February 28, 2011

Canyonlands, Day 3, Goat Park

The original plan for Day 3 was to ride across the lower end of Horseshoe Canyon (outside the national park) and over to Cowboy Cave, described here
However, as anyone knows, the best laid plans of mice and men sometimes go awry, especially in canyon country.  The photo above may give a hint of the topography of the 750 foot drop into the canyon. Topo maps and even Google Earth don't really tell the whole story on cliffs.  Steve's planned route turned out to be all slickrock (Navajo standstone), and just too steep for a safe descent on horseback.  Actually, I'm not sure I would have been willing to do it on foot.
Steve studied the map and GPS, trying to come up with an alternative.  (Note his snazzy shemagh.  These are worn by Arabs and Kurds, who've been living with desert winds, sun and sand for centuries.  Steve read some books about the desert people and decided he needed his own shemagh.  Next time, I want one!) We rode along the rim for a ways, but we didn't find a route across the canyon.
On to Plan B. On the ride from our campsite, we had noticed an old road going up a meadow called Goat Park.  It turned out to provide some great riding. (I know I look like I gained about 50 pounds over the winter, but that's the burly down vest's fault.)
 We had views all the way to the Book Cliffs to the north, at least 60 miles away.
The "Red Nubs", aptly named, provided interesting views.
This monolith protruded out of the earth from the top of a little hill.  It dwarfed man and beast.
We found very little water, but a few patches of snow sustained Daisy.  We also had extra water to give her if necessary.  We found sandstone pocket water for the horses, but they weren't willing to drink much. 
Our lunch break was overlooking Blue John Canyon. Some of you may have heard the story of a hiker who was trapped by a boulder in a slot canyon and had to cut off his own arm with a pocket knife to save himself. A movie "127 Hours" was made about the incident that happened a few miles down this very canyon.

12 comments:

  1. Its easy to forget just how much vast land this country has.. without a single building or person in sight.

    Thanks for the beautiful reminder, Janie.

    Happy trails ;)
    Pam

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  2. Mmm, making me miss Utah! Plans shmans! I hear ya :) Looks like such a great time, I wanna play!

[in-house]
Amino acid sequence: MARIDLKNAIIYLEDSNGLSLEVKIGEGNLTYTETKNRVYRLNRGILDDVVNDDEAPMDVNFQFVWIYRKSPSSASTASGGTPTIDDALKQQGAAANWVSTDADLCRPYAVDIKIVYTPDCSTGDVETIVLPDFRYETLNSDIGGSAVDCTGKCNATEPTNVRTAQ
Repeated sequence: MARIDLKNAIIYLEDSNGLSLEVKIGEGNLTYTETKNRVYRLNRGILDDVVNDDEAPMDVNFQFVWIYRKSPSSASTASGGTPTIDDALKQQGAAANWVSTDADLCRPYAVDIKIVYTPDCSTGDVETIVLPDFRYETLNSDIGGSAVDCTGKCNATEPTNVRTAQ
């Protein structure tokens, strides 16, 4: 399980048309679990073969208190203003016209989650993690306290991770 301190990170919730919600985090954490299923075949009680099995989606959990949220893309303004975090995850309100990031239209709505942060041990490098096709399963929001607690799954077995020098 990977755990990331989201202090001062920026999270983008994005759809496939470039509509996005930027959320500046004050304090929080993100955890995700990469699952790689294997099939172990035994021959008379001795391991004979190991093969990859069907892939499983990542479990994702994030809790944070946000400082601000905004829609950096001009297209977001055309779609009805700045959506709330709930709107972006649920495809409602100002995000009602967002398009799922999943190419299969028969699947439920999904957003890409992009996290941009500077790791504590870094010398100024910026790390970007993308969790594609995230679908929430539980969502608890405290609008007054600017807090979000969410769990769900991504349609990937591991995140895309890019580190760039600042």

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  3. Steve always has the best in headgear. It looks like it works well with his hat. I could have a shemagh back when I was on lots of construction sites where I had to wear a hardhat. My head sure did get cold.

    Quite the adventure you guys are having. A map and a gps can get you in some dead ends sometimes. Just ask my wife.

    I've read articles about the guy portrayed in 127 hours. I am not seeing the movie.

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  4. a shemagh would come in handy on the desert. I love that view across the canyon of the Lasal's and looking back to the bookcliffs. Spectacular.

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  5. What a beautiful adventure. It must be cold out there but Daisy doesn't seam to care.
    The Red Nubs looks like beautiful sculpture, nature is the most talented artist.

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  6. absolutely beautiful photos....

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  7. We just saw the Dateline show on the guy who had to saw off his arm. Ouch! That countryside is so beautiful. I like the "nubs."

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  8. Beautiful scenery and I love the red colored earth and monolith!

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  9. The scenery is wonderful - very photogenic. I'm intrigued by the red, red soil. There sure are a lot of ups and downs that wouldn't show on most maps.

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  10. I recall an SUV in the news a few years ago that drove off a cliff (in Canyonlands?) while the driver was wathing his GPS screen... And then there's the recent Subaru commercial in the same 'hood. Love that country.

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  11. I'm watching 127 Hours right now and I remembered that you were just here. James Franco was in Telluride and I saw him talk about the making of the film during the Film Festival. Definitely not a place to hike alone without telling anyone where you are!

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